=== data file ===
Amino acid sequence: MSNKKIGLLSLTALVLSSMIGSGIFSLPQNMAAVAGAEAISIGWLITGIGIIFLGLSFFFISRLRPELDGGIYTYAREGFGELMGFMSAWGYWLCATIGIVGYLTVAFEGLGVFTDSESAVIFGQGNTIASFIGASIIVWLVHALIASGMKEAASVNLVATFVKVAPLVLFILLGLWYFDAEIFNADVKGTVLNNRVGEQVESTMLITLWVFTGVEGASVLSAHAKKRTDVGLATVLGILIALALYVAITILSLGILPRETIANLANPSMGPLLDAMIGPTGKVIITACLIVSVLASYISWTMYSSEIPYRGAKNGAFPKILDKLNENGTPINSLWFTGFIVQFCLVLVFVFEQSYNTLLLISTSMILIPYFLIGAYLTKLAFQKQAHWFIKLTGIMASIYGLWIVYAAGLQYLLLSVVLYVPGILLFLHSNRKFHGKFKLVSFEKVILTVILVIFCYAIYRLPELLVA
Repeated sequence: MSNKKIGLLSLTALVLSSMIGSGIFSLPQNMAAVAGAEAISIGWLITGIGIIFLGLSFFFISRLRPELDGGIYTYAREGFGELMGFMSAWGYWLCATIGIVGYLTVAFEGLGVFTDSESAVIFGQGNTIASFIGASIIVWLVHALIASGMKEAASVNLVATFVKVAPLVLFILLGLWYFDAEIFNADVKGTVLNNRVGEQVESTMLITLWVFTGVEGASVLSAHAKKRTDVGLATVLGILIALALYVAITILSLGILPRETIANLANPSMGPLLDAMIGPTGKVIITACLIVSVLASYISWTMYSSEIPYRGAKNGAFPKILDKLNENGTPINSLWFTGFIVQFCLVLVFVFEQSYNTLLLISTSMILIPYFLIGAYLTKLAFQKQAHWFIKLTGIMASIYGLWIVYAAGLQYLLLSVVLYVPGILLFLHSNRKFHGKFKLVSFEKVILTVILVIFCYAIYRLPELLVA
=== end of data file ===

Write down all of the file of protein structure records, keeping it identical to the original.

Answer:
Amino acid sequence: MSNKKIGLLSLTALVLSSMIGSGIFSLPQNMAAVAGAEAISIGWLITGIGIIFLGLSFFFISRLRPELDGGIYTYAREGFGELMGFMSAWGYWLCATIGIVGYLTVAFEGLGVFTDSESAVIFGQGNTIASFIGASIIVWLVHALIASGMKEAASVNLVATFVKVAPLVLFILLGLWYFDAEIFNADVKGTVLNNRVGEQVESTMLITLWVFTGVEGASVLSAHAKKRTDVGLATVLGILIALALYVAITILSLGILPRETIANLANPSMGPLLDAMIGPTGKVIITACLIVSVLASYISWTMYSSEIPYRGAKNGAFPKILDKLNENGTPINSLWFTGFIVQFCLVLVFVFEQSYNTLLLISTSMILIPYFLIGAYLTKLAFQKQAHWFIKLTGIMASIYGLWIVYAAGLQYLLLSVVLYVPGILLFLHSNRKFHGKFKLVSFEKVILTVILVIFCYAIYRLPELLVA
Repeated sequence: MSNKKIGLLSLTALVLSSMIGSGIFSLPQNMAAVAGAEAISIGWLITGIGIIFLGLSFFFISRLRPELDGGIYTYAREGFGELMGFMSAWGYWLCATIGIVGYLTVAFEGLGVFTDSESAVIFGQGNTIASFIGASIIVWLVHALIASGMKEAASVNLVATFVKVAPLVLFILLGLWYFDAEIFNADVKGTVLNNRVGEQVESTMLITLWVFTGVEGASVLSAHAKKRTDVGLATVLGILIALALYVAITILSLGILPRETIANLANPSMGPLLDAMIGPTGKVIITACLIVSVLASYISWTMYSSEIPYRGAKNGAFPKILDKLNENGTPINSLWFTGFIVQFCLVLVFVFEQSYNTLLLISTSMILIPYFLIGAYLTKLAFQKQAHWFIKLTGIMASIYGLWIVYAAGLQYLLLSVVLYVPGILLFLHSNRKFHGKFKLVSFEKVILTVILVIFCYAIYRLPELLVA